Whether the Word be preached or read,
no saving benefit I gain
from empty sounds or letters dead;
unprofitable all and vain,
unless by faith thy word I hear
and see its heavenly character.
Unmixed with faith, the Scripture gives
no comfort, life, or light to see,
but me in darker darkness leaves,
implunged in deeper misery,
overwhelmed with nature's sorest ills.
The Spirit saves, the letter kills.
If God enlighten through his Word,
I shall my kind Enlightener bless;
but void and naked of my Lord,
what are all verbal promises?
Nothing to me, till faith divine
inspire, inspeak, and make them mine.
Jesus, the appropriating grace
'tis thine on sinners to bestow.
Open mine eyes to see thy face,
open my heart thyself to know.
And then I through thy Word obtain
sure present, and eternal gain.
Charles Wesley, M.A. was the great hymn-writer of the Wesley family, perhaps, taking quantity and quality into consideration, the great hymn-writer of all ages. Charles Wesley was the youngest son and 18th child of Samuel and Susanna Wesley, and was born at Epworth Rectory, Dec. 18, 1707. In 1716 he went to Westminster School, being provided with a home and board by his elder brother Samuel, then usher at the school, until 1721, when he was elected King's Scholar, and as such received his board and education free. In 1726 Charles Wesley was elected to a Westminster studentship at Christ Church, Oxford, where he took his degree in 1729, and became a college tutor. In the early part of the same year his religious impressions were much deepene… Go to person page >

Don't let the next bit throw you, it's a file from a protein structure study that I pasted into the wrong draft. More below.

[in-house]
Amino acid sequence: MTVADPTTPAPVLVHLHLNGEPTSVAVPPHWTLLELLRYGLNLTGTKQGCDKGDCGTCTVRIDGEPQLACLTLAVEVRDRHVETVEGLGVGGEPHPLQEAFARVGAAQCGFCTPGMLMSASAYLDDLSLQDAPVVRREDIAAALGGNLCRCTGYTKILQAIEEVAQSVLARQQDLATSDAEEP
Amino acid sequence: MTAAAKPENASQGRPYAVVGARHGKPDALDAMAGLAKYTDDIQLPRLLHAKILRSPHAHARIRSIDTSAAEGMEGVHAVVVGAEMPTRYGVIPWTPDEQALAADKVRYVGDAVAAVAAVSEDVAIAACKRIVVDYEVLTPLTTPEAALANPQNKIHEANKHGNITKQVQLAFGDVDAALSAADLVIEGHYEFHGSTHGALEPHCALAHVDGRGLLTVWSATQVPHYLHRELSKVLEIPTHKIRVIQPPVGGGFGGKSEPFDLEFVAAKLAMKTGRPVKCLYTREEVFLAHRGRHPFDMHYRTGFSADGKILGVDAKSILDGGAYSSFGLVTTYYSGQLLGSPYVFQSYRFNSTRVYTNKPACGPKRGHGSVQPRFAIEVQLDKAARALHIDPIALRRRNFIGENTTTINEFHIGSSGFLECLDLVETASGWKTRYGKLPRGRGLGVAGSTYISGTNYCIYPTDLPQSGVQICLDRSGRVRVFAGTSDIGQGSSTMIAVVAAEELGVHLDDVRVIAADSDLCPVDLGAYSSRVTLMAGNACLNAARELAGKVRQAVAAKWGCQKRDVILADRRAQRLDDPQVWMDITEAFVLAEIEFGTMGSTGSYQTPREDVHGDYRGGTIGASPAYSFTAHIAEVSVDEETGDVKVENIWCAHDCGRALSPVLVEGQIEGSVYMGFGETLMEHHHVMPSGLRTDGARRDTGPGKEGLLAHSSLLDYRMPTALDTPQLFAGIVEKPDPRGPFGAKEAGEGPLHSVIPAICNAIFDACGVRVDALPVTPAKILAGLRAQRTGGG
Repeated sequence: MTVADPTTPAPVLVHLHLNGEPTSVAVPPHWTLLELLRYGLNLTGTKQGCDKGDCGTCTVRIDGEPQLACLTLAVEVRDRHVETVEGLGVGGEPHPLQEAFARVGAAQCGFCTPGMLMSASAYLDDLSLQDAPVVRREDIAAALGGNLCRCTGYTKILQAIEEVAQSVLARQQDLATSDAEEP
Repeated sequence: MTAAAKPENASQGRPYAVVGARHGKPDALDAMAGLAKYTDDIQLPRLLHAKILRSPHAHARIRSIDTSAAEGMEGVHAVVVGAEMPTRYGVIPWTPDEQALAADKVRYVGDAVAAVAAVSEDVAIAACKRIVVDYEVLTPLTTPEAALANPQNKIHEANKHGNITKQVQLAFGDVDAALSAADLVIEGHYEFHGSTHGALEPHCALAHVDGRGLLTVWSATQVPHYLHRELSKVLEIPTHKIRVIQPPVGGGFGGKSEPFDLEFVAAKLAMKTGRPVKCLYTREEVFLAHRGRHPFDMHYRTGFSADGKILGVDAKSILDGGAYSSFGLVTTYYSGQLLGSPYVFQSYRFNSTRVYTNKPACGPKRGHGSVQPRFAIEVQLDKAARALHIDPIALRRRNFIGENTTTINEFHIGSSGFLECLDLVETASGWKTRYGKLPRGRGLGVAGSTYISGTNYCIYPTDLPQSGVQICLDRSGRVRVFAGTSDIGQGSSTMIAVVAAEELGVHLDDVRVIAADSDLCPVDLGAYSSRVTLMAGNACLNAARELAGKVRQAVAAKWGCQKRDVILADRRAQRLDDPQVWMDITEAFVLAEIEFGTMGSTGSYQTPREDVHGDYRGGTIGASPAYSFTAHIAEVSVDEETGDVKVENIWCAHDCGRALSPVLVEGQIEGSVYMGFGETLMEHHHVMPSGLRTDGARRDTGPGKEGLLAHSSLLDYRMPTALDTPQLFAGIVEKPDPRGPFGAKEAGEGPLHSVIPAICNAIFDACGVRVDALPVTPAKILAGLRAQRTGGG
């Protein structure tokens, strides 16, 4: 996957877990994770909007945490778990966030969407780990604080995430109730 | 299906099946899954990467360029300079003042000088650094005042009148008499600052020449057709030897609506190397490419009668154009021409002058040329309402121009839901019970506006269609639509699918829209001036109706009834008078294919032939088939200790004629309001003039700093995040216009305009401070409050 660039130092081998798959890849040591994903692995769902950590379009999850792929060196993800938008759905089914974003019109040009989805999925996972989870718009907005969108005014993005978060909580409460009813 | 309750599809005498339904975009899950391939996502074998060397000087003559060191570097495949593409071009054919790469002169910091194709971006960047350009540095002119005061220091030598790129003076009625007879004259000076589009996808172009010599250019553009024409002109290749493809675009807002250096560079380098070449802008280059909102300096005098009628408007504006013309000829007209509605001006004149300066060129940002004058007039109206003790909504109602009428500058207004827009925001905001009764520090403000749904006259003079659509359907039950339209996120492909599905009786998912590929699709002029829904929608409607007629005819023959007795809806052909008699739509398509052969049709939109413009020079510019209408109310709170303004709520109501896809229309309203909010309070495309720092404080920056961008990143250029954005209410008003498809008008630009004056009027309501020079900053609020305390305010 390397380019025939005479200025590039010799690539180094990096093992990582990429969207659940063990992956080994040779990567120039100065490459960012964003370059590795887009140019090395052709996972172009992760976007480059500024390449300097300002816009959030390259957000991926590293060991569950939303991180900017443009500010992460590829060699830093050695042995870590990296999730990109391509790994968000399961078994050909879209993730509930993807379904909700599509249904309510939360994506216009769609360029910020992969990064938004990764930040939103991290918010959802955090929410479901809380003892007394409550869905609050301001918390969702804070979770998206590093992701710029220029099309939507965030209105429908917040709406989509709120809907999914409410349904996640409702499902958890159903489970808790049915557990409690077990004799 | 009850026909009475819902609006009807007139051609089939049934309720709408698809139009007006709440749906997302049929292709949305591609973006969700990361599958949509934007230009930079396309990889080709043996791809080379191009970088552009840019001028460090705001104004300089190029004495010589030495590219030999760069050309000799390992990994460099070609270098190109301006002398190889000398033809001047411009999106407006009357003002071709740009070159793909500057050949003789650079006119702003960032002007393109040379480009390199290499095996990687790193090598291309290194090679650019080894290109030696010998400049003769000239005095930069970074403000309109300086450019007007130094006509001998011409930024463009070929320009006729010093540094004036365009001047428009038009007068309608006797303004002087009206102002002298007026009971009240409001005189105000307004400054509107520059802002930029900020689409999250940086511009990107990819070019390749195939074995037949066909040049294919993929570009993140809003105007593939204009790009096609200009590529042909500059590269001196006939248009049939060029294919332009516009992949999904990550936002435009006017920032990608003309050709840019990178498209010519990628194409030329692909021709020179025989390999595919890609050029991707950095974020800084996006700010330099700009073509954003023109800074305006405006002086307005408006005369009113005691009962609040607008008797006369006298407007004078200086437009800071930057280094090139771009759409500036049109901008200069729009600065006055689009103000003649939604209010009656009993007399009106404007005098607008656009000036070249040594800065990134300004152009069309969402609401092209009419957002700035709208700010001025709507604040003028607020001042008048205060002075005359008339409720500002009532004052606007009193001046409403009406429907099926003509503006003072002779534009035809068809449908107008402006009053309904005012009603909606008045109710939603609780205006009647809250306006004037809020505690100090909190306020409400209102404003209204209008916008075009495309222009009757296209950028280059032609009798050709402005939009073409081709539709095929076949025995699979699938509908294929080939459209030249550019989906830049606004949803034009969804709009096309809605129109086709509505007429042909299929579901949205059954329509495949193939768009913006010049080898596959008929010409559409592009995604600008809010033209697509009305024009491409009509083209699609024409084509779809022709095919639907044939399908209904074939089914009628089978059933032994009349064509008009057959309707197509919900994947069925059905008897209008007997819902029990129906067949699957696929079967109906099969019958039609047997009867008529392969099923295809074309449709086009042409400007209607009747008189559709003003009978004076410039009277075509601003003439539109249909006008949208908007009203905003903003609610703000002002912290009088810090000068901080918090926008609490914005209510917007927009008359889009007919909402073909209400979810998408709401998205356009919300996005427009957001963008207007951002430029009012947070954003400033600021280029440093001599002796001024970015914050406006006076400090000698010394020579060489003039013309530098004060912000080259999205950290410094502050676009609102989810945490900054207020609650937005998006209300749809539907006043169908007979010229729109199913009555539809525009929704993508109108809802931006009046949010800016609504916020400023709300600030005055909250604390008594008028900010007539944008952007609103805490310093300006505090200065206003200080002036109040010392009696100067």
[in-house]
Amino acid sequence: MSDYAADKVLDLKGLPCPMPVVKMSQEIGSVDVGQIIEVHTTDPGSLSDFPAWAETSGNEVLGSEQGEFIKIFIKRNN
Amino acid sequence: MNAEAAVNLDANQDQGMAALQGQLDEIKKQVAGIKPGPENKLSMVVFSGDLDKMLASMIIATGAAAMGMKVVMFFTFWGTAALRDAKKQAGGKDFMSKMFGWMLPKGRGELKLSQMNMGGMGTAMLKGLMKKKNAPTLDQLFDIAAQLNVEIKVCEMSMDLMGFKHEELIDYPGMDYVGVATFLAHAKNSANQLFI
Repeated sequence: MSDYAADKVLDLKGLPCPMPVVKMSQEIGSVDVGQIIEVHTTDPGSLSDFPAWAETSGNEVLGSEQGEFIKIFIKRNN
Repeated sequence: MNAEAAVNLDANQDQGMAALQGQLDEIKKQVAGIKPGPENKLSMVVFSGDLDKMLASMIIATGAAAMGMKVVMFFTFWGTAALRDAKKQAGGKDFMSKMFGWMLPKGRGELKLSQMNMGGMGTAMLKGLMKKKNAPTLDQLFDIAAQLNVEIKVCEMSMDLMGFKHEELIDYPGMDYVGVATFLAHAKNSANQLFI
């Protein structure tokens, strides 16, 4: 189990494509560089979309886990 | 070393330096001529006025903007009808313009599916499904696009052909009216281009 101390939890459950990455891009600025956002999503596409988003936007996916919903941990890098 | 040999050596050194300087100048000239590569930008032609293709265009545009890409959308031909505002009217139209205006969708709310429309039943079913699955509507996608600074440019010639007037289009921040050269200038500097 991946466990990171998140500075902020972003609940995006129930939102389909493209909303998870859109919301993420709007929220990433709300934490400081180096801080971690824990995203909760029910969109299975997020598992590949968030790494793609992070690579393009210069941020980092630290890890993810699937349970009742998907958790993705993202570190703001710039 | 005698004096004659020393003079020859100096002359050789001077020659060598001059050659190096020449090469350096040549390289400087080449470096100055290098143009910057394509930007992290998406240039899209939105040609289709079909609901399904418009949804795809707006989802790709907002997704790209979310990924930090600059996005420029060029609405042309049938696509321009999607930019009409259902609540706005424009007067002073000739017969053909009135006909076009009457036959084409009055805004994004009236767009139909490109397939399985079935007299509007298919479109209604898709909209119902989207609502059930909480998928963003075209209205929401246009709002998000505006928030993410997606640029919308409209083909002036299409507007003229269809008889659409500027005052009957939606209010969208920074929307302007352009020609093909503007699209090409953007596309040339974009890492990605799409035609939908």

Dmitri Stephanovich Bortnianski (b. Gloukoff, Ukraine, 1751; d. St. Petersburg, Russia, 1825) was a Russian composer of church music, operas, and instrumental music. His tune ST. PETERSBURG (also known as RUSSIAN HYMN) was first published in J. H. Tscherlitzky's Choralbuch (1825).
The tune is suppo…